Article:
Baptist Medical Adopts Innovative Imaging Agent to Improve Detection of Certain Bladder Cancer

Friday, March 8, 2013

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Baptist Medical Center is one of a select number of medical centers nationwide and the first in Mississippi offering Blue Light Cystoscopy with Cysview® (hexaminolevulinate HCl). Cysview is a newly approved optical imaging agent for the detection of papillary cancer of the bladder in patients with known or suspected bladder cancer.

Urologist Patrick Daily, MD, said, “This new procedure allows us to more accurately detect certain bladder tumors. The availability of Cysview signals the arrival of an innovative diagnostic technology for Mississippi residents who have or may have bladder cancer.”
Cysview is manufactured by Photocure, a Norwegian biotechnology company. Blue Light Cystoscopy with Cysview detects bladder cancer in individuals suspected or known to have lesion(s) in the bladder, based on a prior cystoscopy (examination of the bladder and urethra using a cystoscope, a thin, tube-like instrument with a light and a lens for viewing). It is used with the Karl Storz D-Light C Photodynamic Diagnostic (PDD) system, which includes a white light setting (Mode 1) to illuminate the bladder during a routine cystoscopy, and a blue light setting (Mode 2) to induce and view fluorescence, (i.e., Cysview) thereby enabling physicians to detect lesions in the bladder.

“Bladder cancer has a high recurrence rate. So, finding tumors at their earliest stage improves the chance to preserve the bladder and increases survival rate,” added Dr. Daily. “Blue Light Cystoscopy with Cysview represents an important advancement in diagnostic technology in over a century, enabling more accurate diagnosis of bladder tumors compared to the standard technique of white light cystoscopy alone. Patients with known or suspected bladder cancer can now come to Baptist to undergo diagnostic procedures administered by physicians who have been specially trained in the use of this innovative technology.”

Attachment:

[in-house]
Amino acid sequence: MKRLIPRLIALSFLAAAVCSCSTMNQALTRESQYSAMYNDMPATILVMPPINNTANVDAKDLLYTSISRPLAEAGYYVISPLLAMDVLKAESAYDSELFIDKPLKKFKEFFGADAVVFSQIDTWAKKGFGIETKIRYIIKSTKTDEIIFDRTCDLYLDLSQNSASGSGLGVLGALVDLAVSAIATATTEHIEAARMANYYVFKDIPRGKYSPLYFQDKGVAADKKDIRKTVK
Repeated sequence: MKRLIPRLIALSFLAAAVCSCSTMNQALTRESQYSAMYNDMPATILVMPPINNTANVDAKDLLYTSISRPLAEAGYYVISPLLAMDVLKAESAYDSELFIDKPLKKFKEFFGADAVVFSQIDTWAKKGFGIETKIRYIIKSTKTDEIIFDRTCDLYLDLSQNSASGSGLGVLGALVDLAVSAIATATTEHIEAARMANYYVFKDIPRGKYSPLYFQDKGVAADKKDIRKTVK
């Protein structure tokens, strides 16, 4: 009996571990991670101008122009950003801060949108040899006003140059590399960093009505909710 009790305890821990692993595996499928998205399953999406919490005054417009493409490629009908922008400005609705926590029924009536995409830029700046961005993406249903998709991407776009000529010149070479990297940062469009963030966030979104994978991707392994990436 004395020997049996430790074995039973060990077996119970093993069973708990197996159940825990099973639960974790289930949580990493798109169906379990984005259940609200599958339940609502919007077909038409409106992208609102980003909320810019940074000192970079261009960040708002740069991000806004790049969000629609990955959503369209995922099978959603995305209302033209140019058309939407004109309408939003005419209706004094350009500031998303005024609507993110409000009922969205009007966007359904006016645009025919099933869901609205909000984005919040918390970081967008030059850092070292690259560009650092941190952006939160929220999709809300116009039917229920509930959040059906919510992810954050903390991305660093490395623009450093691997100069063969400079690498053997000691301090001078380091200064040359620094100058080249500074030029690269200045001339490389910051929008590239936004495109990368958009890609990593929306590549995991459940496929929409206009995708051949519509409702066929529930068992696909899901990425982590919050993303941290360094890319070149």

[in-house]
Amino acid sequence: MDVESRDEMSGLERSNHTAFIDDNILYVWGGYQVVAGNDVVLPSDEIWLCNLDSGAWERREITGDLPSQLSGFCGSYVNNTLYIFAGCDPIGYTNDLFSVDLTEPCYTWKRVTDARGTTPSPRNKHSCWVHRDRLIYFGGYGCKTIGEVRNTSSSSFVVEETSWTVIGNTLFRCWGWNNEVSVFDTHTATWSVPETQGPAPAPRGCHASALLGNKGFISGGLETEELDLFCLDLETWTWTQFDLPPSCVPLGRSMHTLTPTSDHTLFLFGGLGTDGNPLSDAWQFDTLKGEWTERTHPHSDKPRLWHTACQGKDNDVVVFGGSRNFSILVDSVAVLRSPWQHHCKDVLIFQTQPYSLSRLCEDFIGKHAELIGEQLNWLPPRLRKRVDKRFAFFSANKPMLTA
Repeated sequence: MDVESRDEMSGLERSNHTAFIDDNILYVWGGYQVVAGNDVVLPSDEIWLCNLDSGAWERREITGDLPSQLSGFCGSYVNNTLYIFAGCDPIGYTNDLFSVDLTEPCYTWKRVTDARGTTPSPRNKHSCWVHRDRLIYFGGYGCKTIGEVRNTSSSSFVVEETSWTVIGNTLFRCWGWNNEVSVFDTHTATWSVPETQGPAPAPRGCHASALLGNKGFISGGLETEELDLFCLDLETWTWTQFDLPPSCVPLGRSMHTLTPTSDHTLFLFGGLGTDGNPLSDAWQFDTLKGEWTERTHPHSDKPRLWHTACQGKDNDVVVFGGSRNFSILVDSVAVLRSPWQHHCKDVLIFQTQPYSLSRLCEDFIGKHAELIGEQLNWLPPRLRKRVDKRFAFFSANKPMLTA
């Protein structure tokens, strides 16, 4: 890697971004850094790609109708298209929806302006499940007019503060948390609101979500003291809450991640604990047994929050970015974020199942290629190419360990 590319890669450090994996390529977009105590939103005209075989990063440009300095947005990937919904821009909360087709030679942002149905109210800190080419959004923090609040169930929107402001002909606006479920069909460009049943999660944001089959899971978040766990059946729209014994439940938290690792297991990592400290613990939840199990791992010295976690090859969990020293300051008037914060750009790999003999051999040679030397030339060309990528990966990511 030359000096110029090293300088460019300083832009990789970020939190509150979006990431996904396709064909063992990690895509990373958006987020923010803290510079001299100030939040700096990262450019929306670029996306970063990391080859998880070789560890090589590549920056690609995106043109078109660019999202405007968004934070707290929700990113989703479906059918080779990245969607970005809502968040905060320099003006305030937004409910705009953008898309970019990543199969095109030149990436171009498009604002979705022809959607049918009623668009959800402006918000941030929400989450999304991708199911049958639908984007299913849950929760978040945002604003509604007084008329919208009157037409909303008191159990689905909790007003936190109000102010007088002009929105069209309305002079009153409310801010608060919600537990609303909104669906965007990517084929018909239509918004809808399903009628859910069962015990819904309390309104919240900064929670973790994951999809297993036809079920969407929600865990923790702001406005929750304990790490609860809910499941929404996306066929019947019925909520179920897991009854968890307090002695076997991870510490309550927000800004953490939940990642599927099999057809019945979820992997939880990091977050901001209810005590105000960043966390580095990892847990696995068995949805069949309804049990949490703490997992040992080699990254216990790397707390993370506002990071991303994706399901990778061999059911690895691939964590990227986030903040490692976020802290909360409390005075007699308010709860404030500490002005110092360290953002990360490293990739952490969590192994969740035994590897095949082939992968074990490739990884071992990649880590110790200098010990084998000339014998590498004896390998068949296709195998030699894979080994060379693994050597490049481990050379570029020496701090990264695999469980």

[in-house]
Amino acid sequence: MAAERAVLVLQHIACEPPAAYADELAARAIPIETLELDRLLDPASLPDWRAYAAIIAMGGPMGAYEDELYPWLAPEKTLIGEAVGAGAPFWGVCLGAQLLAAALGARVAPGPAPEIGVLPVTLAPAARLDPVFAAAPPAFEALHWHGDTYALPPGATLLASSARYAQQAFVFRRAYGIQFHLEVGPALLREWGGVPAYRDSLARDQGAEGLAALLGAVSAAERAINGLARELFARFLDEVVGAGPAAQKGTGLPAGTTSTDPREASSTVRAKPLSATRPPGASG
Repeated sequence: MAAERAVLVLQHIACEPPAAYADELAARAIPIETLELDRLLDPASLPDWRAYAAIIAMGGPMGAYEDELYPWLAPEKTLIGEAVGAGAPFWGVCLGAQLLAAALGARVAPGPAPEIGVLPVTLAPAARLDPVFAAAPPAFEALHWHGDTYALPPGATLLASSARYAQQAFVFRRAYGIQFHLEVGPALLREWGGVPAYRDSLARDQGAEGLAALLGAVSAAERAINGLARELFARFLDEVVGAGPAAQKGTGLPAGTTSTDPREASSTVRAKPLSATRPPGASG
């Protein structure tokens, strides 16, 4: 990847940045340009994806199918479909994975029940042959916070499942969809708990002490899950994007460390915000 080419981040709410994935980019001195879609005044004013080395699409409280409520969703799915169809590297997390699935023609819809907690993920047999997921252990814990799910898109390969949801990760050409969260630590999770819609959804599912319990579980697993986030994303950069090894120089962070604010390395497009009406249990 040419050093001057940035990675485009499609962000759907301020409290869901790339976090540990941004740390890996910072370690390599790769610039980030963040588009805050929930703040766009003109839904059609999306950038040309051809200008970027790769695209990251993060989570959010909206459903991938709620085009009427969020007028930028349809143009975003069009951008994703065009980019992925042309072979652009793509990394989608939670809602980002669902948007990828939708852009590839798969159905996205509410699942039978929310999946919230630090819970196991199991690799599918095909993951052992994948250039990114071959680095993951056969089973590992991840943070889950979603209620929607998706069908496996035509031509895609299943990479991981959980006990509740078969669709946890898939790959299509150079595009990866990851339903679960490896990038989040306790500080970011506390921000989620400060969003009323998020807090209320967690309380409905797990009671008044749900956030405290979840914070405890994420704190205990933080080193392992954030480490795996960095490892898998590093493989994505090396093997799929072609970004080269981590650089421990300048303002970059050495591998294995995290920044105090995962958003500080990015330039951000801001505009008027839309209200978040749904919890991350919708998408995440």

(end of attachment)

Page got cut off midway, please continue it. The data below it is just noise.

More than 73,000 people in the US were diagnosed with cancer of the bladder in 2012, and an estimated 14,800 Americans died from the disease last year, according to the National Cancer Institute.1 Bladder cancer is the fourth most common type of cancer in men, and the eighth most common in women. Smoking is the most likely cause of bladder cancer.2 The most common initial sign of the disease is red-colored urine, which calls for urine cytology (tests performed on cells in urine to detect disease) and cystoscopy.3

The standard diagnostic procedure for bladder cancer combines urine cytology and white light cystoscopy.4 Although cytology provides specificity and sensitivity in detecting high-grade (highly abnormal) lesions, it provides no information on the location and extent of the disease. If the cells test positive for cancer, the next step is direct visual inspection of the urothelium and mucosa (the inside of the bladder) with white light cystoscopy to localize the tumors. The physician performs Transurethral resection (TUR), a form of cystoscopy-guided biopsy, of suspicious areas of the bladder, and then test the tissue samples to determine if they are malignant.5,6

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Visist for more information.

1 Bladder cancer. National Cancer Institute Web site. Accessed April 29, 2010.
2 What you need to know about bladder cancer. National Cancer Institute Web site.
httpt:// Updated September 16, 2002. Accessed
April 30, 2010.
3 Bladder cancer treatment (PDQ®). National Cancer Institute Web site. Modified July 9, 2010.
Accessed July 20,
4 Goh AC, Lerner SP. Application of new technology in bladder cancer diagnosis and treatment.
World J Urol.
5 Klem B, Lappin G, Nicholson S, et al. Determination of the bioavailability of [14C]-
hexaminolevulinate using accelerator mass spectrometry after intravesical administration to
human volunteers. J Clin Pharmacol.
6 Frampton JE, Plosker GL. Hexyl aminolevulinate in the detection of bladder cancer. Drugs.


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